Eviation Aircraft Ltd. is speeding ahead in an arms race to be the first to put a commercially viable electric aircraft in flight. The Israel-based startup recently secured two more customers for its nine-passenger fully electric airplane named Alice. While Alice’s first flight is being delayed until early 2020, there are now more than 150 orders for Eviation’s revolutionary aircraft, according to a recent story by Bloomberg.
- Orders for Eviation’s electric aircraft, Alice, pass the 150 mark.
- Airlines are attracted by Alice’s smaller carbon footprint.
- Per flight hour, Alice is about 20% the cost of turboprop planes.
- Eviation is looking to secure more funding for mass production.
What It Means for Investors
Both of the new customers are American and both are recognised players in the aviation industry, said Eviation’s Chief Executive Officer (CEO) Omer Bar-Yohay. He declined to specify the exact names of the two customers until formal announcements are made early next year.
The startup’s first commercial customer, American regional airline Cape Air, announced a “double-digit” order for Alice at the Paris Air Show back in June. Eviation is currently in talks with another potential client in Australia and Bar-Yohay has previously indicated that major U.S. carriers like United Airlines Holdings Inc. (UAL) and JetBlue Airways Corp. (JBLU) are also interested in the electric planes.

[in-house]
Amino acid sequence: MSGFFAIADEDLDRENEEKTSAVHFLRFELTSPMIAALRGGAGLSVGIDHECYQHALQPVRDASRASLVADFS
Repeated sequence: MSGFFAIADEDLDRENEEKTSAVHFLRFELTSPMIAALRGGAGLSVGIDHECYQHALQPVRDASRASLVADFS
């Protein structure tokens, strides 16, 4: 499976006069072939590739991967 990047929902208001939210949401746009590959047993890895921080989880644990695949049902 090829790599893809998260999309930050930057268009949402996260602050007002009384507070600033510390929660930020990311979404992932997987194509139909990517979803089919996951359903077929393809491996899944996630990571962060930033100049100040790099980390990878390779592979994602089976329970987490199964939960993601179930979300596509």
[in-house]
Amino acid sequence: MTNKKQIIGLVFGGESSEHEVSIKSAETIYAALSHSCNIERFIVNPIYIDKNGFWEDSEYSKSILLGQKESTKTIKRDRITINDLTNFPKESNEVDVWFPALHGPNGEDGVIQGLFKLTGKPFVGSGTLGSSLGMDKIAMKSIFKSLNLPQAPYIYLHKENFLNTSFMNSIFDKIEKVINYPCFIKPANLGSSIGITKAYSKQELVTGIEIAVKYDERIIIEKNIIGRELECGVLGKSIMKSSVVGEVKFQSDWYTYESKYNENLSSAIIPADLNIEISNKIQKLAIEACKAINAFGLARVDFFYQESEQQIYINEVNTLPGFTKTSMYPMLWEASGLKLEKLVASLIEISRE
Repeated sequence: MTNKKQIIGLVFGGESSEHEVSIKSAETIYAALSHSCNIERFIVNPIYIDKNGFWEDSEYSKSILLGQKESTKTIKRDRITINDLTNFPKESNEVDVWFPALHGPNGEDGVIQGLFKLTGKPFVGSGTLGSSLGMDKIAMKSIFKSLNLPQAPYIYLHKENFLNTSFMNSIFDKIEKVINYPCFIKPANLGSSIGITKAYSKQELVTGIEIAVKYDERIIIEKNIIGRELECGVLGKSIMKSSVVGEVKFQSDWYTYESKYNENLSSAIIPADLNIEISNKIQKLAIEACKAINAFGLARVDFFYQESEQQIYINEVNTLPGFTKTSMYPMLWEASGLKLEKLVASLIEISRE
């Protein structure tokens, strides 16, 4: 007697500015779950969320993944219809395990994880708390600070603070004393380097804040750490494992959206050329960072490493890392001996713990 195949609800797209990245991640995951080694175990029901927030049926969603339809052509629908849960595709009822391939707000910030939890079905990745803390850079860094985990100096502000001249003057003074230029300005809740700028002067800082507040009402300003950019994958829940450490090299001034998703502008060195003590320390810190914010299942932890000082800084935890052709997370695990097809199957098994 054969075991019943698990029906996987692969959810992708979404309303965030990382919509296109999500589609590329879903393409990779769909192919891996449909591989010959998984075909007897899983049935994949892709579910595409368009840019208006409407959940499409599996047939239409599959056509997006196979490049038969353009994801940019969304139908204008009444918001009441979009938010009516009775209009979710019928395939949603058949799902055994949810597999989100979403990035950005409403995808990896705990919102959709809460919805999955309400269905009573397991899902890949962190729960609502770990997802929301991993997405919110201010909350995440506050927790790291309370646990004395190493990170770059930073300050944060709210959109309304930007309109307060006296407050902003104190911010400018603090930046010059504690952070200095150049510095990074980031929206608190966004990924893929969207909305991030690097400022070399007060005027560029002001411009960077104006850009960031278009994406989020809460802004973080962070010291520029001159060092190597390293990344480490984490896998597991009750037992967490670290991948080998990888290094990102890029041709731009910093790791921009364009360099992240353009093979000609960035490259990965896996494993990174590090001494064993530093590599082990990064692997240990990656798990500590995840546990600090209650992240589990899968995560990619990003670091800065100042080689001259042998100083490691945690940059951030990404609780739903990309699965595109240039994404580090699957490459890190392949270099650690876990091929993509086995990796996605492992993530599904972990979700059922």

A lot of the interest comes from airlines looking to reduce their carbon footprint, as traditional aircraft are among the largest emitters. “We see tremendous opportunities to reduce the environmental impact of our operations,” said Cape Air founder and CEO Dan Wolf in a statement released from the airshow back in June, according to Reuters.
But another huge factor is cost. Alice, which will be capable of flying 650 miles on a single charge and reach a speed of 276 mph, is expected to cost about $200 per flight hour. In comparison, a traditional turboprop plane, a plane whose turbine engine powers its propellers, costs about $1000 per flight hour, according to Bloomberg.
While Alice’s first flight is expected early next year, the plane is not likely to enter service until 2022 after being certified by the U.S. Federal Aviation Administration. Until then, Eviation will continue to look for customers and funding, of which it needs a further $500 million to enter serial production. Bar-Yohay indicated that the preferred route would be an initial public offering (IPO).